On Monday January 23, 2017 the NHL announced its three stars of the previous week. The name at the top of the list was an incredibly deserving Conor Sheary. Sheary who racked up a 6G – 3A – 9P stat line in four games last week. He helped the Penguins secure a perfect record over the past seven days while potting two goals each in three of the four contests. The accomplishment cannot be understated. This is a dream come true for Sheary. He went from an undrafted undersized forward signed as a free agent to an AHL deal out of the University of Massachusetts-Amherst to playing with Sidney Crosby, being a vital part of the Penguins 2016 cup run, and now the NHL’s first star of the week in about a year and a half since signing an NHL deal. Sheary has proved invaluable as one third of the Penguins electrifying top line with Crosby and Bryan Rust and has a remarkable 17 goals in 39 games putting him on a 30 goal pace for the 2o16-2017 season (for comparison, Patrick Kane has 15 goals in 49 games).
But what’s more remarkable is what he, and others like him, illustrate for the NHL.
There was a time when 6’0″ was small for an NHL player. When big bulky guys were all that mattered. That started to shift slightly with the entrance of Sidney Crosby, whose roster lists him at 5’11” (which has to be with skates on) and not long after him, Patrick Kane. Both players weren’t that small by average human standards but both were noticeably smaller than their other top-of-the-draft teammates of Evgeni Malkin (6’3″) and Jonathan Toews (6’2″). Crosby is a head shorter and noticeably more bandy-legged than his oft-forced adversary Alex Ovechkin (6’3″). I could go on but you get the point.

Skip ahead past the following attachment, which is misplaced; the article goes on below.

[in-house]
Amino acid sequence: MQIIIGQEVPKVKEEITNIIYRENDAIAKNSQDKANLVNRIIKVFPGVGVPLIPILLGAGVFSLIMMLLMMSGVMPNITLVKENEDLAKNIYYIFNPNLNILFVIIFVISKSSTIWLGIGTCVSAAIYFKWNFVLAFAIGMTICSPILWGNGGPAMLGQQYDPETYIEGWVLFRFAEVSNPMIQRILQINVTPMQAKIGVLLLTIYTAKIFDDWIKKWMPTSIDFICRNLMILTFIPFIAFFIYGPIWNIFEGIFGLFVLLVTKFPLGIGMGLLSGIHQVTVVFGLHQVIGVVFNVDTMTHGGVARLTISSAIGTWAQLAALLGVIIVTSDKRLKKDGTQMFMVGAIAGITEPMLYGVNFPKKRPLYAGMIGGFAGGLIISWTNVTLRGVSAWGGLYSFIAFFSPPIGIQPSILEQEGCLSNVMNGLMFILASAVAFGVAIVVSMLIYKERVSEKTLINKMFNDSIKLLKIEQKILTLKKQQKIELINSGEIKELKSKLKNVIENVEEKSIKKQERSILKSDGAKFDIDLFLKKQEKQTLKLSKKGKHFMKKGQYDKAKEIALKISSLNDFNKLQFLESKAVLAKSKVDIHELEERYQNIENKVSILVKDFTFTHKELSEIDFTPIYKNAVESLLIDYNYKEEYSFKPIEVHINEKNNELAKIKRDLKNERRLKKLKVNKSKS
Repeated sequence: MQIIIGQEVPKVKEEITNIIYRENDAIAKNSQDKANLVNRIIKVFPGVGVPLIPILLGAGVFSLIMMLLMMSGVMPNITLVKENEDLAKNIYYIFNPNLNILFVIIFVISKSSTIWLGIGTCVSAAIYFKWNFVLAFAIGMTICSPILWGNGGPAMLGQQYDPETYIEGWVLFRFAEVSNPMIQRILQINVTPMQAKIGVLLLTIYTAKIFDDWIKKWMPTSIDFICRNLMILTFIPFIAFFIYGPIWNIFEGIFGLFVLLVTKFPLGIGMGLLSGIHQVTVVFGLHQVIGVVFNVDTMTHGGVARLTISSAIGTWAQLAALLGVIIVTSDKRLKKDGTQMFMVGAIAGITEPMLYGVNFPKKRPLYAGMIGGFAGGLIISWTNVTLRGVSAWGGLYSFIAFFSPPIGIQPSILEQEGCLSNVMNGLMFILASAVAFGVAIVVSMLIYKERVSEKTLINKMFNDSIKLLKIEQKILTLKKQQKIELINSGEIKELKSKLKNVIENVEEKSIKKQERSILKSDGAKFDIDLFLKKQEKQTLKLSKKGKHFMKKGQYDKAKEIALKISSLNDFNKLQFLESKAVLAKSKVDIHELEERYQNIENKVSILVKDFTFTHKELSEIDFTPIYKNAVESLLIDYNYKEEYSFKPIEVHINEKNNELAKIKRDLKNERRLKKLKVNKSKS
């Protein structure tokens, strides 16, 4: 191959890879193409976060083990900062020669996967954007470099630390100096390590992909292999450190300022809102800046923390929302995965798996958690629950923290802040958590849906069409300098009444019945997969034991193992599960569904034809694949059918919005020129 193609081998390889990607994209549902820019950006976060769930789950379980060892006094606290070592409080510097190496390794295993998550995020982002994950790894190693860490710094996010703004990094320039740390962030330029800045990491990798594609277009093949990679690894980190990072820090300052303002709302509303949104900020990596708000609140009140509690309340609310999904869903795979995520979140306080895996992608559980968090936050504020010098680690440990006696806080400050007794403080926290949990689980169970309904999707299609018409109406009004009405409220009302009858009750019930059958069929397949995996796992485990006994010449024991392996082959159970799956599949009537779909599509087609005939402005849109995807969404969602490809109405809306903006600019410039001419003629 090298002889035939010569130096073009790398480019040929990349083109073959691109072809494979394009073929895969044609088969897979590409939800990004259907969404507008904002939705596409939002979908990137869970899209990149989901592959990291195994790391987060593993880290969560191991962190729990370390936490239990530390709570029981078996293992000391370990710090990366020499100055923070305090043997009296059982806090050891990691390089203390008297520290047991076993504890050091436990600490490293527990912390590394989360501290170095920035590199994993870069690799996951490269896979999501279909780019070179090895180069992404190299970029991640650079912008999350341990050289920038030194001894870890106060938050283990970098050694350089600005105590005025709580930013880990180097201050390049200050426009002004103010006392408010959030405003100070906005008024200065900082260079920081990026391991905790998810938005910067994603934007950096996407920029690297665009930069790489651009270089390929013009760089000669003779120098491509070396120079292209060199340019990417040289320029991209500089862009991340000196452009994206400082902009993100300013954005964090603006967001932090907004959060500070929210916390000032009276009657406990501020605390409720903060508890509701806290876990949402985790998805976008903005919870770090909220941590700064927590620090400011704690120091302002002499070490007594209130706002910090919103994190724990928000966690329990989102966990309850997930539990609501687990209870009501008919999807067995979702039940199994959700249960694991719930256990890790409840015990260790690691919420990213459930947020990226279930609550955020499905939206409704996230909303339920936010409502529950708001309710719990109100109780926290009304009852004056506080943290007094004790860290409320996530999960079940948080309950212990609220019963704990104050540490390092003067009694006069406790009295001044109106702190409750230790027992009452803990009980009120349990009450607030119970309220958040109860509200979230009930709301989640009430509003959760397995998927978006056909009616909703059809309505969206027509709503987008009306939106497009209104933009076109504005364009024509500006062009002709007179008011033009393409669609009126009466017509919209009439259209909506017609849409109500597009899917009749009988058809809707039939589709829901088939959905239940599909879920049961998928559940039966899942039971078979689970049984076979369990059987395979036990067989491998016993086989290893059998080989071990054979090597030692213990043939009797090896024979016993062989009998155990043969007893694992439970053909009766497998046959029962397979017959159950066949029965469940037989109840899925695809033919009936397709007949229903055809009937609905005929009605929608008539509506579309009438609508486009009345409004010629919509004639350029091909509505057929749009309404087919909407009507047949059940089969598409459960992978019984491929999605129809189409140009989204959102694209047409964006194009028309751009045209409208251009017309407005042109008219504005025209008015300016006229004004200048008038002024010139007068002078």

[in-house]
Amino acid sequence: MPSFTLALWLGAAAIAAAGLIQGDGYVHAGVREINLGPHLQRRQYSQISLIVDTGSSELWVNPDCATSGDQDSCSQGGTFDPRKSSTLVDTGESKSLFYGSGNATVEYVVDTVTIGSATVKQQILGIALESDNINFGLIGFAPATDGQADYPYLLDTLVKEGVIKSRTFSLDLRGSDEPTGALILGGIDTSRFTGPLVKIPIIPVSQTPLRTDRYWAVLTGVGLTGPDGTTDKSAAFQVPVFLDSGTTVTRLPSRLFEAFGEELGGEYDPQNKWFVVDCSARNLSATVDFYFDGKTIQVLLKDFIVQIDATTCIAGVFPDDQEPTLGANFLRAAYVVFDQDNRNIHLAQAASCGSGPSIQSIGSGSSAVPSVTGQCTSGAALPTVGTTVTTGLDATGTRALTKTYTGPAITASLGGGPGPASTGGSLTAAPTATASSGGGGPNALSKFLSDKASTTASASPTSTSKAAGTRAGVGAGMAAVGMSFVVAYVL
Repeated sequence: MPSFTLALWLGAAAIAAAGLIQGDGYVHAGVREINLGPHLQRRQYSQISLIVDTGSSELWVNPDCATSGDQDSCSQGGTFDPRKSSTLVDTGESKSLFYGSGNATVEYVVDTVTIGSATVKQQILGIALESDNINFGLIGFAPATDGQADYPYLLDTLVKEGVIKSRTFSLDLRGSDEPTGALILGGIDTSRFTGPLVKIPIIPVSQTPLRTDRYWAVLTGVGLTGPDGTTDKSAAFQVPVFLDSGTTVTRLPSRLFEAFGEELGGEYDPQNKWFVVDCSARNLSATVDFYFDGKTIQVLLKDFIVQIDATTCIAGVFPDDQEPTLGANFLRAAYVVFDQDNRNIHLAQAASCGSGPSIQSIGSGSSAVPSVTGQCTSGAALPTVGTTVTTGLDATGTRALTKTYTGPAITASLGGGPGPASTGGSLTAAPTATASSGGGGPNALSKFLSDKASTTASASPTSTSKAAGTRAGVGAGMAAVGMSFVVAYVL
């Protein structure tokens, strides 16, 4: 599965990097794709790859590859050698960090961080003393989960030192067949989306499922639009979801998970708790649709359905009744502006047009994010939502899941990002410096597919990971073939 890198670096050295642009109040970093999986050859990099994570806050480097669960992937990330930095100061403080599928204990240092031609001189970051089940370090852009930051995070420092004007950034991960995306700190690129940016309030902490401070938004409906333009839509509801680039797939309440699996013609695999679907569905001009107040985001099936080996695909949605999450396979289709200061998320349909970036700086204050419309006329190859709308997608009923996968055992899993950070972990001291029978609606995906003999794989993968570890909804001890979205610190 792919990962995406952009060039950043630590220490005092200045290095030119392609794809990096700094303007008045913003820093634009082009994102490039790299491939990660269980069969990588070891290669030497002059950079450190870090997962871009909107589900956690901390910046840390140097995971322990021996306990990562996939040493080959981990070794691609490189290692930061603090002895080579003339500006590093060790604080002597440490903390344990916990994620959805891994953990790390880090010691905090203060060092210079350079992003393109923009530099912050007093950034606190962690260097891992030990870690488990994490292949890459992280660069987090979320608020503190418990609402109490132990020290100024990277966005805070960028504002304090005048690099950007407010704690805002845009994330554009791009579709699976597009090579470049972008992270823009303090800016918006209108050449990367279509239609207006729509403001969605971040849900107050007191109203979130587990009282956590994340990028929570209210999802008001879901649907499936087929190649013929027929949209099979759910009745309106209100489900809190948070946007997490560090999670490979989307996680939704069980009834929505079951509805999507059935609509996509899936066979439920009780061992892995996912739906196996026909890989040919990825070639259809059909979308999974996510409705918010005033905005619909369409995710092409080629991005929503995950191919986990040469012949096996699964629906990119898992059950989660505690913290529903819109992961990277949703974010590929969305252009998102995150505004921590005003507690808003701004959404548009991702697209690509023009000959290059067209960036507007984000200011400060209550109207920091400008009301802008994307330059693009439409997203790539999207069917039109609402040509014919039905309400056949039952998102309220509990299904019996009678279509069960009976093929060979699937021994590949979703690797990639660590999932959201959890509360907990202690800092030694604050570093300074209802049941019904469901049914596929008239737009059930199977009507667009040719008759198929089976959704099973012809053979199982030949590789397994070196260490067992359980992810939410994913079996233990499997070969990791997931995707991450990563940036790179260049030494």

Then guys like Mats Zuccarelo (5’8″), Nathan Gerbe (5’5″), and Cory Conacher (5’8″) came into a league that already housed Martin St.Louis (5’8″) and caught everyone’s attention. Of course, there is a difference between guys like this and guys like Crosby. Zuccarelo and St. Louis are well known while the other two had short lived stints in the NHL and both, last I checked, are playing professionally in Europe now.
Then Johnny Gaudreau happened.
Gaudreau, the Calgary Flames scoring forward who clocks in at 5’8″, is the same size as those guys and has proven he has a skill set more along the lines of an Ovechkin than anyone else. The budding American star, who is just one year younger than Sheary, experienced a lot of the same things as the Penguins winger but neither gave up. These tough times include being cut from a lot of teams. Sheary was cut from his HS team while Gaudreau was cut from a local festival team. Both, though following their own paths, have absolutely eviscerated expectations. Because of these kinds of players making their names known the NHL’s towering tree defenseman are becoming obsolete. It is becoming less about hitting guys and more about skill. And it has helped make the product on the ice better while giving other, maybe less traditional, athletes a shot.
I looked at the NHL’s team rosters and almost every single team now lists at least one player at or under 5’10” including well known names like Tyson Barrie, Brendan Gallagher, Robby Fabbri, Jean-Gabriel Pageau and of course Conor Sheary. Even Jake Guentzel, the Penguins electric rookie winger out of the University of Nebraska Omaha has been a beneficiary as his 5’11” wiry frame isn’t exactly a wrecking ball. In fact, the Penguins have quite a few players listed at sub 6′ including Patric Hornqvist, Carl Hagelin, Scott Wilson, Trevor Daley, Bryan Rust and Crosby and are well known for not exactly being a big group of guys.
But none of that matters. As we saw illustrated beautifully by everyone’s favorite short-lived team, North America, it’s more about skill than size. The new NHL doesn’t care as much about big bodies. For more evidence just look at the Penguins run to the Stanley Cup in 2016. They deployed a smaller in size but overall more balanced attack and slowly wore down bigger bodies on teams like Washington, Tampa Bay, and San Jose. Because as Conor Sheary and Bryan Rust remind us every time they’re on the ice, you can’t hit what you can’t catch.